3Scale Deploys API Gateway as a Docker Image

By definition, the API economy is dependent on providing developers with access to a broad range of back-end applications and services that can be invoked easily. But with the rise of microservices, the number of back-end service that developers can invoke is exploding exponentially.

To make it simpler for IT organizations to cope with that shift, 3Scale has developed an API gateway based on web server software from Nginix that can be deployed as a Docker image. The 3Scale API Gateway is now available on the OpenShift platform-as-a-service (PaaS) environment from Red Hat.

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3Scale CEO Steve Willmott says the rise of microservices architectures driven by the advent of containers, which enable developers to invoke a more modular set of back-end services. The end result, says Willmott, is a virtuous cycle in which containers actually are serving to increase consumption of APIs—in fact, containers are acting as a forcing function for API adoption.

Dropping the 3Scale API Gateway in as a Docker image makes it easier to manage all the APIs those containers need to invoke. The OpenShift PaaS is at the top of the list of platforms to support because it natively supports Docker containers and the Kubernetes container orchestration management software, says Willmott.

At the same time, he says, IT organizations need to be cautious about employing microservices, given the complexity of managing more granular sets of back-end services. In fact, some back-end services—at least for the immediate future—might be better maintained as a monolithic entity, Willmott notes.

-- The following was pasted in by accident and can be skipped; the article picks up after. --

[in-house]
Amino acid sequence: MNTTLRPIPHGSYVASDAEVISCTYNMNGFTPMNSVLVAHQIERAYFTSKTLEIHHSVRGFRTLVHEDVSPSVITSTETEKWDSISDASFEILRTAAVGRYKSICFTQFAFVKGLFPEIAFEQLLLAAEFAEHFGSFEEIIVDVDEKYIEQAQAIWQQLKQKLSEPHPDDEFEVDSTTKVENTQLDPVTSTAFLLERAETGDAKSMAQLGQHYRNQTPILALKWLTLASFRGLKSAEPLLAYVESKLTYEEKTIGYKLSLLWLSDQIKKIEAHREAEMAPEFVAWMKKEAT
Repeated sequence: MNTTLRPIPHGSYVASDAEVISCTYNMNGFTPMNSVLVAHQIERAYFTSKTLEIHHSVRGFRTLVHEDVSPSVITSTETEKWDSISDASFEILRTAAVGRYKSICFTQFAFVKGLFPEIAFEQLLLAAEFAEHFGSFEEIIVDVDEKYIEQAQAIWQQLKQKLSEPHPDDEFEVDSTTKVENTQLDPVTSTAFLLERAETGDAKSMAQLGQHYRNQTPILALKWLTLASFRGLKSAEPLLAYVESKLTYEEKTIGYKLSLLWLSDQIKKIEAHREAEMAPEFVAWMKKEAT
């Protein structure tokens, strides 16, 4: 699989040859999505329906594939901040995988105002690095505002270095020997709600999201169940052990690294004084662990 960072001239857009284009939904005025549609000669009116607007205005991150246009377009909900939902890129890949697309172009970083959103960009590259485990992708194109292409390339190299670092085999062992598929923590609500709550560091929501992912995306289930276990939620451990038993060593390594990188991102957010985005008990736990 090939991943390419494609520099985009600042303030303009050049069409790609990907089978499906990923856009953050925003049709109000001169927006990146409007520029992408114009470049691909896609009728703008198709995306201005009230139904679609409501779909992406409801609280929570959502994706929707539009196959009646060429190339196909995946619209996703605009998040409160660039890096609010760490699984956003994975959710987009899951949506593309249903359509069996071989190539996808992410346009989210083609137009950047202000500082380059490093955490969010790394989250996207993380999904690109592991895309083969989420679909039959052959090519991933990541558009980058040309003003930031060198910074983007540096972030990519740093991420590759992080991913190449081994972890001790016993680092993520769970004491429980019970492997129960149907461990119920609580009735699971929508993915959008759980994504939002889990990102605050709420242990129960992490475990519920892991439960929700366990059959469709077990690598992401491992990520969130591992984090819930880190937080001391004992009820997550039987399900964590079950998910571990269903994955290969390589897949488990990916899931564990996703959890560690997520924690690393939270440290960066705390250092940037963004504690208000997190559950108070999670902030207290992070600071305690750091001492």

The degree to which “irrational container exuberance” is leading IT organizations to fix things that are not broken is debatable. But given the number of back-end systems that can be deconstructed using microservices is virtually endless.

Because of that shift, Willmott says 3Scale is committed to making sure its API Gateway is available on multiple platforms because PaaS environments are just one of several places where microservices architectures will be deployed. By working with Nginix, Willmot says it’s now possible to deploy 3Scale API Gateways in all those environments, enabling IT organizations to better federate the management of APIs regardless of what platform they happen to be using.

Less clear at the moment is how proactively IT organizations will embrace the federation of microservices. At this juncture, adoption of containers in particular and microservices in general is being driven primarily by developers at a rate most IT operations teams are struggling to keep pace with. Proactively building an IT architecture to support those microservices requires IT operations to define a microservices architecture. Of course, developers eventually will force that issue. But in the meantime, IT organizations might want to start thinking about portable API gateways, which might provide a layer of management abstraction between containers and APIs that, over time, most likely will become a core element of an advanced microservices architecture.

Mike Vizard

Mike Vizard is a seasoned IT journalist with over 25 years of experience. He also contributed to IT Business Edge, Channel Insider, Baseline and a variety of other IT titles. Previously, Vizard was the editorial director for Ziff-Davis Enterprise as well as Editor-in-Chief for CRN and InfoWorld.

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